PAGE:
Liquid Motor Fuel from Biosyncrude Gasification Process Could Cost Around $3/gallon
The Bioliq biosyncrude gasification process used in a large plant with a capacity greater than 1 Million tons per year could produce biosynfuel (biodiesel) for about US$3 a gallon, according to an analysis by researchers in Germany.
For comparison, a crude oil price of US$100 a barrel results in an approximate cost of $2.72 a gallon without tax for conventional motor fuel.
Bioliq is a three-stage process, where raw material in the form of biomass, in the current tests straw is being used, but it could be any plant matter above a certain energy value. The first stage creates pyrolysis oil, which is extracted by destructive distillation from dried biomass in a reactor at temperature of about 500°C with subsequent cooling. The pyrolysis oil is mixed with pyrolysis coke from the process to create a biocrude slurry for transport and subsequent gasification to syngas and subsequent catalytic conversion to chemicals and/or fuels.
A key technology in the process is the centralized oxygen-blown, slagging-entrained flow gasifier operating at high pressure above the downstream synthesis pressure to avoid expensive intermediate syngas compression, according to FZK. The reaction chamber is enclosed by a membrane wall, cooled with pressurized water and can accommodate feed with much ash. Because of the high gasification temperature (above ca. 1,200 °C), the raw syngas is practically tar-free and has a low CH4 content; thus simplifying downstream syngas cleaning.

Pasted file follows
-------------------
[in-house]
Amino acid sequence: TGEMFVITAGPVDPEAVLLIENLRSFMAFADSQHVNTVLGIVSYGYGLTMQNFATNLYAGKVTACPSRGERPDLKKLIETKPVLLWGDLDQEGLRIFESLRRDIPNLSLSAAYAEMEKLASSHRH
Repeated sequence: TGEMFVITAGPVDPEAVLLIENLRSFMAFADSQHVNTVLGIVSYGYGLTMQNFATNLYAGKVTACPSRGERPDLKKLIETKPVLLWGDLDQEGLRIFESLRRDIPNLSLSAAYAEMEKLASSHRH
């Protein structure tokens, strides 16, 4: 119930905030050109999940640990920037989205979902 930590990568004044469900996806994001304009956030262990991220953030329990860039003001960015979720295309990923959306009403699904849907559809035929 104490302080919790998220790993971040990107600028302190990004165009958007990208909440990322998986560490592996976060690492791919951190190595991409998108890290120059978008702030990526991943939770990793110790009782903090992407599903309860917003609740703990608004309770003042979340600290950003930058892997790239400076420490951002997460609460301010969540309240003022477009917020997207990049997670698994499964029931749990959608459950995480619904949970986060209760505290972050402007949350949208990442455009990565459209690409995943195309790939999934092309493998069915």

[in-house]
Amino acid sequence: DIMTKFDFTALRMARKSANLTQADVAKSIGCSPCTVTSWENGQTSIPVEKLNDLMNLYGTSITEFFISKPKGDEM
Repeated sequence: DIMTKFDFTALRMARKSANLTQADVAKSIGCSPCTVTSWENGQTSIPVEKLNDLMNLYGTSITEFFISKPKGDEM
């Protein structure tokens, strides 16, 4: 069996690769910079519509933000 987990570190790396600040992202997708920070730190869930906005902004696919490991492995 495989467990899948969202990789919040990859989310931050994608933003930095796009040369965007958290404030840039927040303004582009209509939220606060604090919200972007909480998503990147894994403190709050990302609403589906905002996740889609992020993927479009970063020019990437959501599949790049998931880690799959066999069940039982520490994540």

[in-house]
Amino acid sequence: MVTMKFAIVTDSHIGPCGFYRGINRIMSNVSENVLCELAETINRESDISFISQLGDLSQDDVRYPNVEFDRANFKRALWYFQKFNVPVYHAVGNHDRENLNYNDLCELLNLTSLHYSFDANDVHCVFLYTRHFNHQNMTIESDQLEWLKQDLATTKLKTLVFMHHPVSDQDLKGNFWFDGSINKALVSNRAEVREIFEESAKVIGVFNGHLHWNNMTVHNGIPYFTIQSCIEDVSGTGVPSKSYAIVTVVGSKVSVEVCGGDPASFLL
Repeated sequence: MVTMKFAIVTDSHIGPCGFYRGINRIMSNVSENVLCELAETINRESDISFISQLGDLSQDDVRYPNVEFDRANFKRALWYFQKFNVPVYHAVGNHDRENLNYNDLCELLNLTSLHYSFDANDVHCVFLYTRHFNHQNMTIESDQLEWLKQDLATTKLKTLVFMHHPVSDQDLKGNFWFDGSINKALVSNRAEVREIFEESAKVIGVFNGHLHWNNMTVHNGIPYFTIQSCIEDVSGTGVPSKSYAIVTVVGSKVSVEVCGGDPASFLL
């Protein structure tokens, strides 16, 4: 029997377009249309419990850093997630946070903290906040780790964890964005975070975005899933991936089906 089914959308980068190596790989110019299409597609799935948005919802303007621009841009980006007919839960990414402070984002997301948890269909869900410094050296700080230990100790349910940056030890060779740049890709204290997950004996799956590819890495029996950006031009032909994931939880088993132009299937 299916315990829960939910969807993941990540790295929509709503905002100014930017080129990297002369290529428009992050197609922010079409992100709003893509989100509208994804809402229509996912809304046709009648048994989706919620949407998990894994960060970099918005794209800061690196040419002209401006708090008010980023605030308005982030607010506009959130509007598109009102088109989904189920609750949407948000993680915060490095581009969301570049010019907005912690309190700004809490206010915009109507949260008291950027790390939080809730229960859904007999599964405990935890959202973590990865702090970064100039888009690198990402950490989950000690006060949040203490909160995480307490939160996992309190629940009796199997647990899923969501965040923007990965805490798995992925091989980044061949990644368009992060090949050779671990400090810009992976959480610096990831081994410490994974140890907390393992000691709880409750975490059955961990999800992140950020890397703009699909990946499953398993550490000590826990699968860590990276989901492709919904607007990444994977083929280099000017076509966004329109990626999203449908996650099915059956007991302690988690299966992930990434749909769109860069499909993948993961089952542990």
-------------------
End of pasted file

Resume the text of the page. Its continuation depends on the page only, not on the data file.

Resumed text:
The biosyncrude is well suited for energy-dense storage and transport, resulting in lower transportation costs and large biomass delivery areas.
Because of the complex technology to be applied, BTL plants for biosynfuel production can only be economic in large facilities, the researchers say. Furthermore, given the limitations on biomass conversion to biosynfuel, the FZK team sees an ongoing role for coal and natural gas derived synthetic fuels, likely combined with BTL in very large integrated XTL complexes.
The energy efficiency of biomass conversion to biosynfuel via syngas as intermediate is only about 40%. A substitution of the present 2008 global motor fuel consumption of 2 Billion tons a year would therefore require a biomass harvest of 4 Billion tons a year. This is four times the present global bioenergy consumption of 1 Billion tons a year and will probably be at the limit of a sustainable level. Therefore a complete substitution of fossil motor fuels by biosynfuel would be impossible.
A sustainable long-term supply with liquid hydrocarbon fuels seems possible only for special applications where liquid fuels are hard to replace, such as aviation fuel. This sustainable level probably is less than a quarter of the future transportation energy consumption.
Lurgi, a 100% subsidiary of the Air Liquide Group, is beginning work on the second stage of a pilot plant at Forschungszentrum Karlsruhe (FZK), Germany to demonstrate the viability of the Bioliq biomass-to-liquids process.
The European Union requires that the proportion of biogenic motor fuels should be increased to 5.75% by the year 2010 to continue cutting greenhouse gas emissions. In Germany, the Federal Government is aiming for an even higher quota of fuels generated from renewable resources by year 2020.